governmental liability, governmental accountability, constitutional amendment
The framers of the constitution certainly knew that instances of hardship would result from the prohibition of suits against the State, but they nevertheless elected to write that immunity into the constitution. The language is too plain to be misunderstood, and it is our duty to give effect to it. Given the fluid nature of the law, time is often the greatest enemy of clarity in court precedent. From law students to experienced judges, anyone who has tried to research the doctrine of sovereign immunity under the Arkansas Constitution has surely struggled with that enemy as they sift through the years of convoluted and inconsistent cases interpreting the scope of the State’s protection from suit. This comment attempts to abate the Arkansas lawyer’s burden in understanding the language that is ostensibly impossible to misunderstand.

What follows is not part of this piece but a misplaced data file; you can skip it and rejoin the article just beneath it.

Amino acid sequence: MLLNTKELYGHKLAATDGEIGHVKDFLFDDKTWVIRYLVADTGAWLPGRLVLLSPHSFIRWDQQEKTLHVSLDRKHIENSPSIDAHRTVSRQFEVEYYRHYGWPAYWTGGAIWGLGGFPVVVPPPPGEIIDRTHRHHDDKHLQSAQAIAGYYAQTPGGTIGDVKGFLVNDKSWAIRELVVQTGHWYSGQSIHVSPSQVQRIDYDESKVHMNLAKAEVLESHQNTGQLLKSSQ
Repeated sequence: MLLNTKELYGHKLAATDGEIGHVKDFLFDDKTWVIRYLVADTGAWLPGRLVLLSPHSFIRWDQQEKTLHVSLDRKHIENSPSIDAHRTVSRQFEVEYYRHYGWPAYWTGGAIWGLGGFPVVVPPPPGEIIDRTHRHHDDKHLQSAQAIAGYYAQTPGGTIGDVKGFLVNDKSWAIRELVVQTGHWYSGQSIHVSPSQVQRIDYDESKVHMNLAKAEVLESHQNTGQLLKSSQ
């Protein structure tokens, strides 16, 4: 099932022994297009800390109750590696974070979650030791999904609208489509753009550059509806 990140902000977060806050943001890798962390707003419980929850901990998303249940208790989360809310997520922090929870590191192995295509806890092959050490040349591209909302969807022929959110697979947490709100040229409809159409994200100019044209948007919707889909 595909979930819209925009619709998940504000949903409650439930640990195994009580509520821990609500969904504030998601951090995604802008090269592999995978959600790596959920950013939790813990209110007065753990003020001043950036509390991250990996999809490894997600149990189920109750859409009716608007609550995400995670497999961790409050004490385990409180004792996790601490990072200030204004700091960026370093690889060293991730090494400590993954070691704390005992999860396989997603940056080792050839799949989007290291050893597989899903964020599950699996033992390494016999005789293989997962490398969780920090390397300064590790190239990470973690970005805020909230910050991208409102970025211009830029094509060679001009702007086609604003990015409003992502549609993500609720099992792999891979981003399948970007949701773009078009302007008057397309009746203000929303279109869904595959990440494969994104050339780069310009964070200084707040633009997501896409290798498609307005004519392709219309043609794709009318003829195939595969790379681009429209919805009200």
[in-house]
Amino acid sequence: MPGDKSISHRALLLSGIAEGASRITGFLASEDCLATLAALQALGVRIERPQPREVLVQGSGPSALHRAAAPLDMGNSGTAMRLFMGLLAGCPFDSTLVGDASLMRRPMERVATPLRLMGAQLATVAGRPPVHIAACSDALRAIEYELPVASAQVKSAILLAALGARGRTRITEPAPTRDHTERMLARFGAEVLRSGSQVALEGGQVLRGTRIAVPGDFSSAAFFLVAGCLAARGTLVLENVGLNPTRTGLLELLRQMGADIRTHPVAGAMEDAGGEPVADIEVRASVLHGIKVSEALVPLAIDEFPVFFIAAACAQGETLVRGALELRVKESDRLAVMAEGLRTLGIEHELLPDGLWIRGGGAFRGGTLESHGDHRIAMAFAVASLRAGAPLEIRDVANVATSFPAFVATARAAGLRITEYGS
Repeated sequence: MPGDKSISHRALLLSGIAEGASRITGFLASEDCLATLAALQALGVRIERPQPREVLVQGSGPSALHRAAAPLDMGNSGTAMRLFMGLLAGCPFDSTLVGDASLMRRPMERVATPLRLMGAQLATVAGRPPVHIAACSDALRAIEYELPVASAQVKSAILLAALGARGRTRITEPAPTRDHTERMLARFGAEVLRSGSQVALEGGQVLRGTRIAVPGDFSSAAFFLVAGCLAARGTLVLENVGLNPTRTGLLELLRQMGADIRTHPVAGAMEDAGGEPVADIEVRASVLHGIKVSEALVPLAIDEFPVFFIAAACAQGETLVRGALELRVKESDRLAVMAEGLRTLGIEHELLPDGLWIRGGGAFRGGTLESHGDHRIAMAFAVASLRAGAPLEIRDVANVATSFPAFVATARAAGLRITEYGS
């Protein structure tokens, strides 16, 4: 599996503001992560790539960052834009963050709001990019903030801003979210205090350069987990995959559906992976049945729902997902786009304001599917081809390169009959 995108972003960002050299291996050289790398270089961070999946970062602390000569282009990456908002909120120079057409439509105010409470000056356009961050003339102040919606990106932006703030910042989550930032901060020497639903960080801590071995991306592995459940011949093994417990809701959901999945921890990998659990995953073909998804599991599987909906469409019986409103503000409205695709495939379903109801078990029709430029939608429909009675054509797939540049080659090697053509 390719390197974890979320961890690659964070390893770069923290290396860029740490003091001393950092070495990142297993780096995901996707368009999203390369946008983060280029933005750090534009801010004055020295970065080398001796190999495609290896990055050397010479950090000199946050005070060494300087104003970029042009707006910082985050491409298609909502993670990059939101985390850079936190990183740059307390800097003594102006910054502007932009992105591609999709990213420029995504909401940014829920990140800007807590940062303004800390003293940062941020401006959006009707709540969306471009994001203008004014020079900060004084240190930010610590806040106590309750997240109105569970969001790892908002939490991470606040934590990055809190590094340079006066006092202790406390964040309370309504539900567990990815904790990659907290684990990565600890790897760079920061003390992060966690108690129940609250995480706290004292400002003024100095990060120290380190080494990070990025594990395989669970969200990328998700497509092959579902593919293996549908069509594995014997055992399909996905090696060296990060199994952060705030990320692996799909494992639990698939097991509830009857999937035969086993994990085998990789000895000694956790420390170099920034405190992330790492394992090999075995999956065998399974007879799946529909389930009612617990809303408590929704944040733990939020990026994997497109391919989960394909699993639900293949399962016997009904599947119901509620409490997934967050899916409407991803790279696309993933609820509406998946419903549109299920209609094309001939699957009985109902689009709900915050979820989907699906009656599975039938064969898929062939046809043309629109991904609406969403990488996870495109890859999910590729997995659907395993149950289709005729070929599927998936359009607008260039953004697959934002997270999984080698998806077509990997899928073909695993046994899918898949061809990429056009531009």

Robert C. Dalby,
Too Plain to Be Misunderstood: Sovereign Immunity Under the Arkansas Constitution,
71 Ark. L. Rev.
Available at: https://scholarworks.uark.edu/alr/vol71/iss3/5